The first use of radio in a control tower at an airport in the U.S. was achieved in 1930 at Cleveland Municipal Airport. The Cleveland Hopkins International Airport reports that by 1932 the majority of airlines in the U.S. had equipped their planes with radio to allow contact with airports for weather and flight information.
Airport control towers rely on radio communications in order to maintain contact with flights leaving and entering an airport. The Bureau of Labor Statistics reports that when an airplane is around 50 miles from an airport, communications are passed over to the airport control tower to guide the plane to the landing strip.
The Bureau of Labor Statistics explains radio communications are split into different areas within an airport. Outgoing flights are ordered for take-off and for permission to taxi to runways, while incoming flights are ordered and given permission to land by another set of air traffic controllers using radio communications.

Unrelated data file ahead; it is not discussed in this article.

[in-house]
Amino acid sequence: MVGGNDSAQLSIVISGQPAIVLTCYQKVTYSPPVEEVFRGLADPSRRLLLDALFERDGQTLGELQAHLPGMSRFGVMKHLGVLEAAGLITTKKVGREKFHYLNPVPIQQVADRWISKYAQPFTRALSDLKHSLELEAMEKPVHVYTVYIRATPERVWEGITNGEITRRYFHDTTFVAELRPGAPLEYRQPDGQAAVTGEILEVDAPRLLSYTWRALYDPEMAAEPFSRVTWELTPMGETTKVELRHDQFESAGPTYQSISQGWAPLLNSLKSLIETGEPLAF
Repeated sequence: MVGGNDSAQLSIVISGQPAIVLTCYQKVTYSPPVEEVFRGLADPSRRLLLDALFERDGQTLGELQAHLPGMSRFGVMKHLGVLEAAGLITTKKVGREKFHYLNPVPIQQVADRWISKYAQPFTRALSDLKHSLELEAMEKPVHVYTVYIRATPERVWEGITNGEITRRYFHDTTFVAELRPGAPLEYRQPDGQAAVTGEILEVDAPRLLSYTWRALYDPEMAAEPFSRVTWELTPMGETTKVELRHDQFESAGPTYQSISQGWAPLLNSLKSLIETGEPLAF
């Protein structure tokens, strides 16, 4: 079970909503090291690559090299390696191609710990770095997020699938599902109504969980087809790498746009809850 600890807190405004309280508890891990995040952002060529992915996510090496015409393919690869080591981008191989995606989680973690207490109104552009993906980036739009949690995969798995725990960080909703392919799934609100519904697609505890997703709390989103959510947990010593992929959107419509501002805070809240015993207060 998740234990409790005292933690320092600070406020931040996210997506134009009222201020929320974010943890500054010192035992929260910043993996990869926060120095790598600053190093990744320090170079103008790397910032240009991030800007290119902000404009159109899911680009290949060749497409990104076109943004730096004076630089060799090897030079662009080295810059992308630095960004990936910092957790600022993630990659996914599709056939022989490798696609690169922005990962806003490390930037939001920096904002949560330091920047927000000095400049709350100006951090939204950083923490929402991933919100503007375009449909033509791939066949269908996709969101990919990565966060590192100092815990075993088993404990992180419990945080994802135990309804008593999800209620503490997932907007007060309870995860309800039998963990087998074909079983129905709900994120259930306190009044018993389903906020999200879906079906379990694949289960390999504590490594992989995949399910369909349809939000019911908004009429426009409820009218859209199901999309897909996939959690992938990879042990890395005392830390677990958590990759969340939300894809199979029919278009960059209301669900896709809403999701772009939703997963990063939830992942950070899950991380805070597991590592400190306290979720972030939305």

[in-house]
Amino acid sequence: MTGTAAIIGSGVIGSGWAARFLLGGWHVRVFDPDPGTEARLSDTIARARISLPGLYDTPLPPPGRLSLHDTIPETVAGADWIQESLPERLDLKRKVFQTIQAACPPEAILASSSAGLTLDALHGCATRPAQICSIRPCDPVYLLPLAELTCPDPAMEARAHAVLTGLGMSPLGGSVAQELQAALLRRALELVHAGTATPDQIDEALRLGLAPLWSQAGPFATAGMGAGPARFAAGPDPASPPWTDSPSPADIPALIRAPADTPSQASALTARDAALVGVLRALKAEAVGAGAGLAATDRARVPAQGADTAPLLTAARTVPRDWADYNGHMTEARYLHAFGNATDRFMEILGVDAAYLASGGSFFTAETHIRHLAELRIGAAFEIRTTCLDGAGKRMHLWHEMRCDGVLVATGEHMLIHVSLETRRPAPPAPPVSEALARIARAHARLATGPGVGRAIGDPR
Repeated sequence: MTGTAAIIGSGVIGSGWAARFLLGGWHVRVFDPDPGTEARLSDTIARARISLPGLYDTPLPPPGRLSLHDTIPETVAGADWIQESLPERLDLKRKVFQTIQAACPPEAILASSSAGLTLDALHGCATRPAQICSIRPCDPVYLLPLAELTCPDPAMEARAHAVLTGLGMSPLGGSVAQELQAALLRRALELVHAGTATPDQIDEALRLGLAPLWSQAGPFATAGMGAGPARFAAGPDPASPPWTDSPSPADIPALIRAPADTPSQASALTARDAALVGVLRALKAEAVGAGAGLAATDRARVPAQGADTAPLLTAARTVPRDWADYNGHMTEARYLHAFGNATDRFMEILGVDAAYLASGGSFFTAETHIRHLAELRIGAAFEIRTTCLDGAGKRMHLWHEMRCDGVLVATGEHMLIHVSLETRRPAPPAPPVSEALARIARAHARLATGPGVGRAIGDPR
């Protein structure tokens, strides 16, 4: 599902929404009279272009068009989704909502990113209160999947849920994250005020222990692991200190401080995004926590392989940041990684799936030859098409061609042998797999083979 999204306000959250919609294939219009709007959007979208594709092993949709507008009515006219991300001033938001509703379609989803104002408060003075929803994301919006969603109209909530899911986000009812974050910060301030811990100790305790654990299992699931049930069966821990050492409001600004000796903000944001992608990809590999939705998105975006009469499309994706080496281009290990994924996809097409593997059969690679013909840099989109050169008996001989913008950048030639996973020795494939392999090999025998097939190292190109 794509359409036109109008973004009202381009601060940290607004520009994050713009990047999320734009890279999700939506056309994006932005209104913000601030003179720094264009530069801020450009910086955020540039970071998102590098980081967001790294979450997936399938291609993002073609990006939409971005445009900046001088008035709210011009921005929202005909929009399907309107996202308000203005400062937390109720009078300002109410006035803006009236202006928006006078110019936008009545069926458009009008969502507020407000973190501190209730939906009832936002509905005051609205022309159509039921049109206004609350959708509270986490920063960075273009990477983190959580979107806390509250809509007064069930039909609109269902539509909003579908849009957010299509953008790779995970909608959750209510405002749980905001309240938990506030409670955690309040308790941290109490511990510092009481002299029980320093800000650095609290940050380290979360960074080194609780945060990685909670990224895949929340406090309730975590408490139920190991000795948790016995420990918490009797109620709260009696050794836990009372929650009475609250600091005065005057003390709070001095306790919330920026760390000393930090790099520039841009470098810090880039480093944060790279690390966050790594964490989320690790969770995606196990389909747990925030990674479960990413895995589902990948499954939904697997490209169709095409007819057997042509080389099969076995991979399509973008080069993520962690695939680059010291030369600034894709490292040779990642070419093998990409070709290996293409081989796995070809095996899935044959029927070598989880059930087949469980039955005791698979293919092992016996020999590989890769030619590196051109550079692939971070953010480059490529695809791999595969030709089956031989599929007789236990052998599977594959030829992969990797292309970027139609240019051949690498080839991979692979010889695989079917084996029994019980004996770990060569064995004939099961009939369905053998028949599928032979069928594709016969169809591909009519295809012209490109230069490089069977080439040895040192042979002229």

According to the Chicago O'Hare Air Traffic Control website, radio was first used to send a message across the Atlantic Ocean just two years before the Wright Brothers completed the first heavier-than-air flight in 1903.